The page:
Pete Shelley, lead singer of punk band Buzzcocks, dies at 63
Pete Shelley, the lead singer of the punk band Buzzcocks, has died aged 63, his bandmates have said.
“It’s with great sadness that we confirm the death of Pete Shelley, one of the UK’s most influential and prolific songwriters and co-founder of the seminal original punk band Buzzcocks,” the band said on Thursday evening.
“Pete’s music has inspired generations of musicians over a career that spanned five decades and with his band and as a solo artist, he was held in the highest regard by the music industry and by his fans around the world.”
The songwriter died of a suspected heart attack on Thursday in Estonia, where he was living, the BBC quoted the band’s management as saying.
Shelley wrote the band’s most famous song Ever Fallen in Love (With Someone You Shouldn’t’ve), which was released in 1978 – about two years after Buzzcocks’ formation.
Shelley was born in Leigh, near Wigan, in 1955 and began the process of forming Buzzcocks in Bolton in 1975 with Howard Devoto, later of Magazine.
The band became part of the UK’s punk scene and have been closely associated with it ever since.
Speaking in 2006 about his views on music, Shelley told the Guardian: “I’m not interested in being able to play. A musician is like another brand of entertainer.
“There are plenty of musicians that I enjoy watching that are entertainers. But I wouldn’t want to be that, because the thing with an entertainer is that there is always that dishonesty, which is what punk tried to get rid of.
“It was like, you’re not pretending to be something you are not. You are just what you are. Punk is an art of action. It’s about deciding to do something and then going out and doing it.”
Buzzcocks were there as the movement began to take off. Weeks after forming the band, Shelley and Devoto travelled nearly 200 miles in a borrowed car to see the Sex Pistols play and eventually convinced the latter band’s manager, Malcolm McLaren, to let them play on the same bill in return for organising a gig for the Sex Pistols in Manchester.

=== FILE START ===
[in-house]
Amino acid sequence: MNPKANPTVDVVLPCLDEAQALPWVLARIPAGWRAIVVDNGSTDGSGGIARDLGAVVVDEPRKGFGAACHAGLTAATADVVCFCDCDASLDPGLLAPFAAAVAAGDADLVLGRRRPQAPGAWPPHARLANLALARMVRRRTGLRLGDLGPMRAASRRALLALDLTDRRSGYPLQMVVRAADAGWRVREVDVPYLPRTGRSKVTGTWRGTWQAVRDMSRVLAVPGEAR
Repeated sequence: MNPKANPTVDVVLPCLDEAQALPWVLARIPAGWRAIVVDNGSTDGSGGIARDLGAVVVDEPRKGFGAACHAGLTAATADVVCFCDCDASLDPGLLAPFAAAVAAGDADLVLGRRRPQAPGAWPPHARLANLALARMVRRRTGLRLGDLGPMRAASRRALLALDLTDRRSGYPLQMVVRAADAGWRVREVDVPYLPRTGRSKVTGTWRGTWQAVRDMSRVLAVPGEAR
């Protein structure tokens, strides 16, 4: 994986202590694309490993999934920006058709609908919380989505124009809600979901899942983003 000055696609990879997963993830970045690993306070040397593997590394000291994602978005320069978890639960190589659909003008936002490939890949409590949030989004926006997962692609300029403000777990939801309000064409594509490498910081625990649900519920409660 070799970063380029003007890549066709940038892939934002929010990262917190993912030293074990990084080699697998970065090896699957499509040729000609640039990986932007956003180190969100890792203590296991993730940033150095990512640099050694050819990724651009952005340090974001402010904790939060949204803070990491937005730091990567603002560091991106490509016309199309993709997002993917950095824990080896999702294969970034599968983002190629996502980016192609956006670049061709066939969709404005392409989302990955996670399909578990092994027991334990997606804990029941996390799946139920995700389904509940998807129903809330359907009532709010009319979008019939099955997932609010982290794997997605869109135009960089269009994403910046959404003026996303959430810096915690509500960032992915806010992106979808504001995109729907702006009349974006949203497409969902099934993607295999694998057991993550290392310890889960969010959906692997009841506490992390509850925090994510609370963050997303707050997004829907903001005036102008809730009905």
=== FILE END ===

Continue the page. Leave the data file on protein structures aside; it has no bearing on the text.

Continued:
While they were not able to complete their lineup in time to play the gig, they did manage to play when the Pistols returned a little more than a month later.
They were also there to help launch the career of another band that went on to great success. Joy Division opened for Buzzcocks for their first gig. Peter Hook, the bassist in the former band and, later, in New Order, said Shelley was a “true gent” after the news of his death broke on Thursday.
He tweeted: “He helped us so much at the start of our career out of a sheer love for all things punk. Without Pete and the Buzzcocks, I would probably still be working at the Docks.”
Other artists also paid tribute to Shelley on Twitter. The author Neil Gaiman wrote: “Part of my youth dies with him.”
Tim Burgess, the lead singer of the Charlatans, praised Shelley’s skill at crafting songs.
Pete Shelley wrote perfect three minute pop songs. The soundtrack to being a teenager. You’ll be missed Pete but you’ll be remembered for a long long time for your brilliant music https://t.co/bt03fGbcgd
— Tim Burgess (@Tim_Burgess) December 6, 2018
Norman Blake, the frontman of the band Teenage Fanclub, paid tribute to the enduring musical legacy of Shelley.
not been on here for a while, but I can't not mark the passing of Pete Shelley. I love(d) Buzzcocks. His songs were important to me when I was a young man and they still are to me now. Thank you Pete and R.I.P. You will be missed.
— Norman Blake (@normanblake) December 6, 2018
And Tracey Thorn, formerly one half of the duo Everything But the Girl, also paid her respects, quoting from Buzzcocks’ track 16 Again.
Oh God but I loved Buzzcocks. And Pete Shelley was an amazing songwriter. "But after all life's only death's recompense." RIP ♥️♥️ pic.twitter.com/vAAg7Jui52
— Tracey Thorn (@tracey_thorn) December 6, 2018